Learning about change and changing your security

Reading through the trade press, DLP vendor marketing collateral and various forums on information security,  the conventional wisdom is that the key threat to an organization is trusted insiders. This is arguable – since it depends on your organization, the size of the business and type of operation.   However –

This is certainly true at a national security level where trusted insiders that committed espionage have caused considerable damage.  MITRE Corporation – Detecting Insider Threat Behavior

There are three core and interrelated problem in modern data security:

  1. Systems are focussed on rule-breaking (IDS, DLP, firewalls, procedures) – yet malicious insider can engage in data theft and espionage without breaking one of the IDS/IPS/DLP rules.
  2. The rules are static (standards such as ISO 27001 or PCI DSS 1.x) or slow-moving at best (yearly IT Governance audit)
  3. Ignore collusion between insiders and malicious outsiders whether for espionage purposes (a handler who manipulates an employee) or for criminal purposes (stealing customer data for resale).

You may say – fine, let’s spend more time observing employee behavior and educate supervisors for tell-tale signs of change that may indicate impending involvement in a crime.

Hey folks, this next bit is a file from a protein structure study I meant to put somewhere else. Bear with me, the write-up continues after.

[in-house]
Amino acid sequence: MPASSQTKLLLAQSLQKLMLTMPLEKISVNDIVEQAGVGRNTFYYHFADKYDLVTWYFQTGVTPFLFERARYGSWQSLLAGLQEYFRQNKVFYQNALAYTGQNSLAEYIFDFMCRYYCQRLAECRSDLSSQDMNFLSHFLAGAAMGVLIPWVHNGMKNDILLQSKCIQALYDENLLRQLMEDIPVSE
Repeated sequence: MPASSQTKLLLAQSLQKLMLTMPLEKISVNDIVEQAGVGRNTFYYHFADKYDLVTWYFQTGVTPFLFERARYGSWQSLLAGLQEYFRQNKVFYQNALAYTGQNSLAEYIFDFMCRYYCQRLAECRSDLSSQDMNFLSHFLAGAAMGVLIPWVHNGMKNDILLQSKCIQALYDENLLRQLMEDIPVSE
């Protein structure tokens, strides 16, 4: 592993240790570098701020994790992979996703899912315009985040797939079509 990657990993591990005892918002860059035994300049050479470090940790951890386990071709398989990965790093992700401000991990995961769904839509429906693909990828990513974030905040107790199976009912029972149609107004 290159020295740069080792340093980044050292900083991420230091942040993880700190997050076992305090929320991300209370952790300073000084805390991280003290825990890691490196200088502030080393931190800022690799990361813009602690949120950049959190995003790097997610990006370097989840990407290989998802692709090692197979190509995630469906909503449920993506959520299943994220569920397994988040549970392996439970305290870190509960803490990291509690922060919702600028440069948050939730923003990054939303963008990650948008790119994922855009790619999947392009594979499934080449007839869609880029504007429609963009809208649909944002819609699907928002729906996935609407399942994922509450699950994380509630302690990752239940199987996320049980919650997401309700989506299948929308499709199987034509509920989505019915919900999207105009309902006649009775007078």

However – malicious outsiders (criminals, competitors, terrorists…) that may exploit employees in order to obtain confidential data is just another vulnerability in a whole line of business vulnerabilities.  Any vulnerability must be considered within the context of a threat model – the organization has assets that are damaged by threats that exploit vulnerabilities that are mitigated by countermeasures.   The organization needs to think literally  outside the box and at least attempt to identify new threats and vulnerabilities.

The issue is not that employees can be bought or manipulated, the issue is that government and other hierarchical organizations use a fixed system of security controls.  In reducing the organization’s security to passive executives of defense rules in their procedures and firewalls, we ignore the extreme ways in which attack patterns change over time. Any control policy that is presumed optimal today is likely to be obsolete tomorrow.  It is a fair assumption that an organization that doesn’t change data security procedures frequently – will provide an insider with  enough means, opportunity and social connectivity to game the system and once he or she has motivation – you have a crime.

Learning about change and changing your security systems must be at the heart of day-to-day security management.

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